I was determined not to let my mother influence my life. I was in the ninth grade, already two grades further than she had gotten in her life. What did she know?  I was so ashamed of her, viewing her as uneducated and ill equipped to teach me what I needed to know about being a man.  In my mind, I began to plot a way to get out from under her.  My efforts were successful, and I eventually moved to Baltimore to live with my father.

Mama, mama, mama can you hear me

Mama, mama, mama can you hear me

I'm livin’ in shame…

            I am sure my behavior also influenced my sister after I left home.  I believe she rushed into a marriage so that she could get away from my mother too.  Around 1980, Gee was given the family home and it was decided that our mother would move to Baltimore to live with Ricky and me.  Ricky had just left MIT and was looking for work in the Baltimore / D.C. area.  I was living on my own and had been out of my father’s house for about four years.  

            Lovelean proved up for the challenge.  She surprised us all by going back to school and getting her GED. She also got a part-time job at a local bakery in the heart of the gay community where my brother and I also worked, part-time.  “Miss Love,” as she was called, became the darling of all our gay friends.  Lovelean put all my fears to rest as she proved that she was an independent woman, determined not to become a burden to her children as her mother had done. What I learned in that moment and in the years to come was this -- my mother may not have read a physics book or discussed Plato, but she had good common sense.  She also had an open ear and an open heart that allowed her to see people for who they truly were, accept differences, and learn from those around her.  I felt so ashamed for having allowed my father’s fears to run my life.

Won’t you forgive me, mom
For all the wrong I’ve done
I know you’ve done your best
I know you’ve done the very best you could
But I never understood

In 2004, I was at work in Los Angeles and got a call that my mother was in the hospital. It was the first time in my life that I ever thought I would lose my mother.  Gee told me that she had been in the hospital for two days and, since she did not have any of our phone numbers on her at the time, she could not notify us. I felt so helpless being three thousand miles away. The doctors had found a blood clot in her lungs. Fear took hold of me as I remembered all the stupid things I had done as a child, and I prayed really hard that she knew how much I loved and appreciated her.  Fortunately, in time, they treated the blood clot that was causing her problems.  She would be fine.

            As I sat on a plane headed off to see her, I remembered that Dorothy Dandridge had died from a blood clot.  I thought about how beautiful my mother had been in her youth and how much she reminded me of Dorothy Dandridge.  I thought about the countless times I had not kept in touch and how I failed to include her in much of my life.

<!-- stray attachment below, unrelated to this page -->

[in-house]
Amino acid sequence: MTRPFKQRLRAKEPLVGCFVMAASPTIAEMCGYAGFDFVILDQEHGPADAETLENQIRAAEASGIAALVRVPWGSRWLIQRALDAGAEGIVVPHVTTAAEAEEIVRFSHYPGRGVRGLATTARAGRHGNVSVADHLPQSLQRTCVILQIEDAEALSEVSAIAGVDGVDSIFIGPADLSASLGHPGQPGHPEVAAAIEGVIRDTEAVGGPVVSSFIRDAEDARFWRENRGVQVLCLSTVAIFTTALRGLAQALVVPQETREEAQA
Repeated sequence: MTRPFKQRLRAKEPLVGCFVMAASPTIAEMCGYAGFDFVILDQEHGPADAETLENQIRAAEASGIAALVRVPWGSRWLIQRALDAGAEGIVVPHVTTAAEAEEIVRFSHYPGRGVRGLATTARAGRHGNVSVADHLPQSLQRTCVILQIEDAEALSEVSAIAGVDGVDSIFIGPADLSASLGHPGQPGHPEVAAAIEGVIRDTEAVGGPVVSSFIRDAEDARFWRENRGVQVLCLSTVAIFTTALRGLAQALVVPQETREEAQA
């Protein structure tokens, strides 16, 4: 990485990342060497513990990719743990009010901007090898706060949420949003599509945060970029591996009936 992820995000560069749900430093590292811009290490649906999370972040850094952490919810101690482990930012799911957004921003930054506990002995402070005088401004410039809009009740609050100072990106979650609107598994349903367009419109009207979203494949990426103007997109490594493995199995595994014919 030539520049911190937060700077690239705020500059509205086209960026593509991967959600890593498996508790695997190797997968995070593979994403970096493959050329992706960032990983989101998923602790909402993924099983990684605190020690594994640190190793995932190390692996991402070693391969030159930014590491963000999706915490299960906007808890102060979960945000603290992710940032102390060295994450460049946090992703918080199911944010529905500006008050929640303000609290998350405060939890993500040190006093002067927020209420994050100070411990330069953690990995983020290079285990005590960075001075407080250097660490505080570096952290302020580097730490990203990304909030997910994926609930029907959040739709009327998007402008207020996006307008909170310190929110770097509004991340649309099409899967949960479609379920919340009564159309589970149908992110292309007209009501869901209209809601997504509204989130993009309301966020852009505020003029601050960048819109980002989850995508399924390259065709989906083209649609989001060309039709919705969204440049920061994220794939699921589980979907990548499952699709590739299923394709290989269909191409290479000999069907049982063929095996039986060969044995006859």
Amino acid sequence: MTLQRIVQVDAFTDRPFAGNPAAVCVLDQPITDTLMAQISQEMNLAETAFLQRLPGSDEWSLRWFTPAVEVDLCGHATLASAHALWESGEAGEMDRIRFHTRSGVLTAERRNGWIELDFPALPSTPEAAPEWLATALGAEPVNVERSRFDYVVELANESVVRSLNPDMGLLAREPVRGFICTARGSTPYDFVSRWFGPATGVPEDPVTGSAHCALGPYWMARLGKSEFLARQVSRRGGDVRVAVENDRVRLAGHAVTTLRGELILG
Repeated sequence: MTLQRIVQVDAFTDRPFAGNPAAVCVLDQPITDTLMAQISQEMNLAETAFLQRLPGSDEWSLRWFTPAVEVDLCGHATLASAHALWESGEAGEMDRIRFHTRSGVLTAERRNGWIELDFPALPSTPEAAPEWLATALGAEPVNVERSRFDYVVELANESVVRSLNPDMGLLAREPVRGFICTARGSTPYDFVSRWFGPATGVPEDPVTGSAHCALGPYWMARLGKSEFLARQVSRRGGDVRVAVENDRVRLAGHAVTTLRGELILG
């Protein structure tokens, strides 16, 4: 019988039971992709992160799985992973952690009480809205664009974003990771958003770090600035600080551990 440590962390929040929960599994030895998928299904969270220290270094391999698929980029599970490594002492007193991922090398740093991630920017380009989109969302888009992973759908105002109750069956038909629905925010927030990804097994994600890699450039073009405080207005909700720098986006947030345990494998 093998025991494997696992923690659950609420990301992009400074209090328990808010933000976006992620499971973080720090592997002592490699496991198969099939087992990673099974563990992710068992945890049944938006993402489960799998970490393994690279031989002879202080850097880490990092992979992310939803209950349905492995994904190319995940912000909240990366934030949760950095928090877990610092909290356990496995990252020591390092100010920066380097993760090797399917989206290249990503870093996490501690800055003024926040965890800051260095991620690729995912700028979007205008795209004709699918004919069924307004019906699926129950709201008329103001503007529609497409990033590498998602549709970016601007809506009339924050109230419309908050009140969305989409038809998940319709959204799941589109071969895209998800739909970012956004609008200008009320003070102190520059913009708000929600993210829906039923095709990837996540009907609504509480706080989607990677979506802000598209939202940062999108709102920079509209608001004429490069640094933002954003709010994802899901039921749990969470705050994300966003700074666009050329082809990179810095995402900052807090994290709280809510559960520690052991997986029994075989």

I then vowed to God to call her every Sunday, wherever I might be.  Whenever we speak on the phone, she always ends our conversations with “I love you.”  Sometimes the only thing we may talk about is what happened on The Young and the Restless that week.  It has become such a Sunday ritual that if I don’t call, she worries.

One weekend she asked me, “Have you seen that show Brothers & Sisters?”
“No,” I said.  “I usually change the channel after Desperate Housewives.”
“When I watch that show, it reminds me of us as a family,” she mused.
“Why is that?” I asked.
She responded, “I see so much of myself in that Sally Fields character.”

Well, she got me hooked. I started watching the show and recorded all the past episodes on TiVo. I could see her point. The show was about a father who cheats on his wife and the family learns about the other brothers and sisters.  Factor in a gay son, a strong willed daughter, and a son who abuses drugs, and it all adds up to various moments in the Madison history. I called her the night after I saw an episode about a family therapy session.

“Hello, Sally Fields,” I teased.
“Don’t say anything, Dale. I know what you’re thinking!”
We burst out laughing. We were both thinking that a scene from the episode had closely resembled my own experience with psychotherapy, a dark time we had not spoken of in over twenty years. During that conversation, I thanked her again for loving me unconditionally. I thanked her for teaching me the true lessons of being a man. I thanked her for never giving up on me. I asked her to forgive me for having been such a selfish asshole. “Forgive who?” she said. “For what?”

              I have a mother named Love who has taught me more about love and life than I could have ever imagined.

We are a family
Like a giant tree
Branching out towards the sky
We are a family
We are so much more
Than just you and I
We are a family
Like a giant tree
Growing stronger
Growing wiser

 “Lessons aren’t always taught by schoolteachers.”

No comments:

Post a Comment